I had to buy an audio card because the front ports and rear ports on my computer picked up noise from mouse movement. Yes it was probably a mobo issue, but the card was $20 and everything works wonderfully now.
 

vxicepickxv

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the doom cannon said:
medv4380 said:
Take audio cards as an example. There hasn't been a good reason to upgrade and have a separate audio card in a pci slot for easy upgrades since the late 90's. There is some high end stuff for people who like to use a lot of audio equipment with their PC, but no real reason to get the latest Sound Blaster [http://us.creative.com/p/sound-blaster?ctlcmp=SEM_CLI&utm_source=google&utm_medium=cpc&utm_campaign=soundblaster&gclid=CjwKEAiAsJanBRCgnpfa0orvyz4SJAAbxEq-DnAFb0YNZPY24bQAnmcU6kXKlyLFYAIaVLQGspYGuhoC7hPw_wcB] card unless you're doing audio recordings.
I had to buy an audio card because the front ports and rear ports on my computer picked up noise from mouse movement. Yes it was probably a mobo issue, but the card was $20 and everything works wonderfully now.
You also picked up a very, very, very minor upgrade to your system, because the dedicated sound card processes the audio requirements directly, rather than the CPU processing the sound and sending the info to the on board audio.

You also might want to look at the grounds for your motherboard, because you might have a problem on your hands soon.
 

the doom cannon

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vxicepickxv said:
the doom cannon said:
medv4380 said:
Take audio cards as an example. There hasn't been a good reason to upgrade and have a separate audio card in a pci slot for easy upgrades since the late 90's. There is some high end stuff for people who like to use a lot of audio equipment with their PC, but no real reason to get the latest Sound Blaster [http://us.creative.com/p/sound-blaster?ctlcmp=SEM_CLI&utm_source=google&utm_medium=cpc&utm_campaign=soundblaster&gclid=CjwKEAiAsJanBRCgnpfa0orvyz4SJAAbxEq-DnAFb0YNZPY24bQAnmcU6kXKlyLFYAIaVLQGspYGuhoC7hPw_wcB] card unless you're doing audio recordings.
I had to buy an audio card because the front ports and rear ports on my computer picked up noise from mouse movement. Yes it was probably a mobo issue, but the card was $20 and everything works wonderfully now.
You also picked up a very, very, very minor upgrade to your system, because the dedicated sound card processes the audio requirements directly, rather than the CPU processing the sound and sending the info to the on board audio.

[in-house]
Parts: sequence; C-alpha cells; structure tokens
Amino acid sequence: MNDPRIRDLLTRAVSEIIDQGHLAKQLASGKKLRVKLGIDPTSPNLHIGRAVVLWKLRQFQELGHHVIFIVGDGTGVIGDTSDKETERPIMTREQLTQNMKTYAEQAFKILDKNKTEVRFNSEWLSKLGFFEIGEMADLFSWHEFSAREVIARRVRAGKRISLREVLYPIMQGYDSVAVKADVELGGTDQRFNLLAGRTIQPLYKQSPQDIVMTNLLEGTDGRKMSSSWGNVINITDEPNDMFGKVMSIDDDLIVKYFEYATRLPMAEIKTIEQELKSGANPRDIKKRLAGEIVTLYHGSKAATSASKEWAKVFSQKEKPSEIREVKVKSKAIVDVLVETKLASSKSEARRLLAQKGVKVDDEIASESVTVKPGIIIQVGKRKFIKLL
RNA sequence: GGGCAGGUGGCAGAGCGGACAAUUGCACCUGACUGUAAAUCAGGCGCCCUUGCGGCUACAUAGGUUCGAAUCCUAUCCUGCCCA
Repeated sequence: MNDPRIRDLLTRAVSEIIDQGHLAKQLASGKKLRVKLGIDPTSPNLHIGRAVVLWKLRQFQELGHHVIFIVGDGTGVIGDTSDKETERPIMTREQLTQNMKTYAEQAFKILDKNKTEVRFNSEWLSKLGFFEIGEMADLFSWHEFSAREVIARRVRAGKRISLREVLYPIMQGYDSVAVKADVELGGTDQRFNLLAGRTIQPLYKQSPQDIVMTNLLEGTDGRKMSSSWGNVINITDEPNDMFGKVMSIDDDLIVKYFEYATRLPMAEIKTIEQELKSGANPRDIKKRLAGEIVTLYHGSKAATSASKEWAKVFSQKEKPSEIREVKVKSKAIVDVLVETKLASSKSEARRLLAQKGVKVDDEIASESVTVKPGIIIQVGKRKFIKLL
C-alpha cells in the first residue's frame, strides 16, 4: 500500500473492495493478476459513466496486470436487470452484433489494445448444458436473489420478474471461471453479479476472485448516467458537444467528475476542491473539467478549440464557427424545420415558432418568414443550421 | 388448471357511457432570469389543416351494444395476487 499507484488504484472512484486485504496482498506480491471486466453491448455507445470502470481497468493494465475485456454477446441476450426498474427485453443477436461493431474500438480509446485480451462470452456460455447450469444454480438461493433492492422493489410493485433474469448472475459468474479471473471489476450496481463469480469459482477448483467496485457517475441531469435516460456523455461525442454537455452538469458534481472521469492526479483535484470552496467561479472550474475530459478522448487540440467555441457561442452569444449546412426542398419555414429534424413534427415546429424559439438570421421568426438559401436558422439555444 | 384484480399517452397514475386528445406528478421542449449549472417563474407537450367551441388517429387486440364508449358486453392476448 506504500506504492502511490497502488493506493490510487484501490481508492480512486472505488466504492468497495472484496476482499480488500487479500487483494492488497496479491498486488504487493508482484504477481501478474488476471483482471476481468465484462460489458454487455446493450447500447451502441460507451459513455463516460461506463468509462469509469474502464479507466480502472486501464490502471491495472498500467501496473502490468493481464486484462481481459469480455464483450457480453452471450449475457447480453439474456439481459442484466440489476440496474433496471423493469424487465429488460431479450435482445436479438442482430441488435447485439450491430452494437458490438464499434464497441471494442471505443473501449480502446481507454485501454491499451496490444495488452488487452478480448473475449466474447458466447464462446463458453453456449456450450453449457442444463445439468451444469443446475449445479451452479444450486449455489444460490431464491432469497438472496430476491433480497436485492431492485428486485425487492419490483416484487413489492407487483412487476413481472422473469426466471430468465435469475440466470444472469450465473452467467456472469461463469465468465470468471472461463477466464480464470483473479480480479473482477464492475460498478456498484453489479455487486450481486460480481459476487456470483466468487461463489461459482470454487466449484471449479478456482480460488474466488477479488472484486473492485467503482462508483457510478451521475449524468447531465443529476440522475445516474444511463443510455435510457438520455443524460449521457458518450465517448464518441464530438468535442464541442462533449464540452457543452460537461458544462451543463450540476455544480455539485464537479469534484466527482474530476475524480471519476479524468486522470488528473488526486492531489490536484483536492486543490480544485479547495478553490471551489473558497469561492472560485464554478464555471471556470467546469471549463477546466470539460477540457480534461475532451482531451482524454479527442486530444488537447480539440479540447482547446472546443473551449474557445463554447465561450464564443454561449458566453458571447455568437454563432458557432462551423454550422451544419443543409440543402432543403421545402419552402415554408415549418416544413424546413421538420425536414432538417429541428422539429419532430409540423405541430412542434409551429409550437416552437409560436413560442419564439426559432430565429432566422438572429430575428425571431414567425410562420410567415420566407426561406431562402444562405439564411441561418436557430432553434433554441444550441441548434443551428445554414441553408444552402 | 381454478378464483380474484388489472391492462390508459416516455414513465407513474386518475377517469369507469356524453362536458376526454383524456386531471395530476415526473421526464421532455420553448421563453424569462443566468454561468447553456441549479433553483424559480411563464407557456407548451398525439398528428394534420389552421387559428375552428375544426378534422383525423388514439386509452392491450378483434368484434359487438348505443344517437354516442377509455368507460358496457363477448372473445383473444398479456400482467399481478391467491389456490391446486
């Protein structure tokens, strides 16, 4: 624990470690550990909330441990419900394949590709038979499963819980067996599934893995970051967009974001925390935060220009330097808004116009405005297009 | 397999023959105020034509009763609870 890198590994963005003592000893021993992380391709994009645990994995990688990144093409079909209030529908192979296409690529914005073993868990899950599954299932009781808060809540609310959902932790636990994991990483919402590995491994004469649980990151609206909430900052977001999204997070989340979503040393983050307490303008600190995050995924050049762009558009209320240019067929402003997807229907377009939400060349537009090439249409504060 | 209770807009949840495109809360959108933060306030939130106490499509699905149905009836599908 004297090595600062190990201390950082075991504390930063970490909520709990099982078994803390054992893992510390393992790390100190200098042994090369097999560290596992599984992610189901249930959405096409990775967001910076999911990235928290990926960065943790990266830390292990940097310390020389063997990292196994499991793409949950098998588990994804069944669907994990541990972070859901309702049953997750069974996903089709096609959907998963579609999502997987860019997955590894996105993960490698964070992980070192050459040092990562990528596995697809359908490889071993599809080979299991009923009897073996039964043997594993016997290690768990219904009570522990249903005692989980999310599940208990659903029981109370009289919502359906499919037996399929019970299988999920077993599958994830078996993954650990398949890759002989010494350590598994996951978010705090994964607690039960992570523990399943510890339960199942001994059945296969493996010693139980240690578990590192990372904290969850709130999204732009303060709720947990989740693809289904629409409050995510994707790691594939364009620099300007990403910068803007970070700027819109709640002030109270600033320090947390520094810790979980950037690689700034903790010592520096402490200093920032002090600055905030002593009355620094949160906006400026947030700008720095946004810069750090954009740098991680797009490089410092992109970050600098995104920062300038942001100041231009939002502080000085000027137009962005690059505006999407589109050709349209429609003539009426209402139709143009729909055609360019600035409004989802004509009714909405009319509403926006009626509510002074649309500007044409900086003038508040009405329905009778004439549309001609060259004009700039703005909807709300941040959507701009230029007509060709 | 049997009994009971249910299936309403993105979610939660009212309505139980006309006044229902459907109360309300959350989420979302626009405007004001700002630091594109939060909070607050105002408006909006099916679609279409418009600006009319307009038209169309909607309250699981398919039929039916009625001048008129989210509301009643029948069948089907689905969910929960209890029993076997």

You also might want to look at the grounds for your motherboard, because you might have a problem on your hands soon.
I forgot to mention this was like 3.5 years ago. Have had zero issues with it, but when I eventually upgrade I think I am going to do a complete overhaul project instead of putting new pieces on the motherboard.
 

Owyn_Merrilin

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Denamic said:
And I have a special ethernet cable that makes video streams crisper. Seriously, what the hell.
I think you're joking, but that's actually a thing [http://www.cnet.com/news/denons-500-ethernet-cable/] marketed at audiophiles. The one I linked isn't even the most ridiculous, people pay thousands of dollars for this crap.
 

Owyn_Merrilin

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medv4380 said:
Good marketing.

At this point I don't care how badly audiophiles get ripped off. They've been more than willing to buy snake oil from just about anyone. Audiophiles are easily con'd into believing records with the pop and hiss of a needle are "better" than digital [http://www.npr.org/2012/02/10/146697658/why-vinyl-sounds-better-than-cd-or-not]. They think that the sound ranges on vinyl are better, but their actually more restrictive because the needle will bounce if the music gets too extream. They've been sold so much snake oil over the years because there is no more improvements to be made in audio. Once we went to digital signalling, and had the entire range of sound the human ear can hear mapped out there was no more "clarity" to be had. That won't stop them from saying they can hear the improvement, or sounds outside of the range of human hearing that they then fail when tested.

Take audio cards as an example. There hasn't been a good reason to upgrade and have a separate audio card in a pci slot for easy upgrades since the late 90's. There is some high end stuff for people who like to use a lot of audio equipment with their PC, but no real reason to get the latest Sound Blaster [http://us.creative.com/p/sound-blaster?ctlcmp=SEM_CLI&utm_source=google&utm_medium=cpc&utm_campaign=soundblaster&gclid=CjwKEAiAsJanBRCgnpfa0orvyz4SJAAbxEq-DnAFb0YNZPY24bQAnmcU6kXKlyLFYAIaVLQGspYGuhoC7hPw_wcB] card unless you're doing audio recordings.